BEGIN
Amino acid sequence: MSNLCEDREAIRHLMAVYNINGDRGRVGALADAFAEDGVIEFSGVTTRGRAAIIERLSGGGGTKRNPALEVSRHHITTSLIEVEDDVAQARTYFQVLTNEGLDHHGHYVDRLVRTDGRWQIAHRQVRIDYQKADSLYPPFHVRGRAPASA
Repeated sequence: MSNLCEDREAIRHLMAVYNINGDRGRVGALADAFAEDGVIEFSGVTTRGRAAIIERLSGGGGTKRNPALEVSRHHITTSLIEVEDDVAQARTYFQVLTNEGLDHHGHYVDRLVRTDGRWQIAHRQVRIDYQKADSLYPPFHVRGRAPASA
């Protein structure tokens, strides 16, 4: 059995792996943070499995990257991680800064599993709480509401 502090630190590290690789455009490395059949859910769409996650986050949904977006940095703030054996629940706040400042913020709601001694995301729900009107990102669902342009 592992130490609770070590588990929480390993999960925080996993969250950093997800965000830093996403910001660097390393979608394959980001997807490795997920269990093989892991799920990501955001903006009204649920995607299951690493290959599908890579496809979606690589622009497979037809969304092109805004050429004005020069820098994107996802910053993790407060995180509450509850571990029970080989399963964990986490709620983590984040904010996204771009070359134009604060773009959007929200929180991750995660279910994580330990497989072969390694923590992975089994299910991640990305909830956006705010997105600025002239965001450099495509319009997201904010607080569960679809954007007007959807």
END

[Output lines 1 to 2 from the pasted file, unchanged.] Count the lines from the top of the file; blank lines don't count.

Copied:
Amino acid sequence: MSNLCEDREAIRHLMAVYNINGDRGRVGALADAFAEDGVIEFSGVTTRGRAAIIERLSGGGGTKRNPALEVSRHHITTSLIEVEDDVAQARTYFQVLTNEGLDHHGHYVDRLVRTDGRWQIAHRQVRIDYQKADSLYPPFHVRGRAPASA
Repeated sequence: MSNLCEDREAIRHLMAVYNINGDRGRVGALADAFAEDGVIEFSGVTTRGRAAIIERLSGGGGTKRNPALEVSRHHITTSLIEVEDDVAQARTYFQVLTNEGLDHHGHYVDRLVRTDGRWQIAHRQVRIDYQKADSLYPPFHVRGRAPASA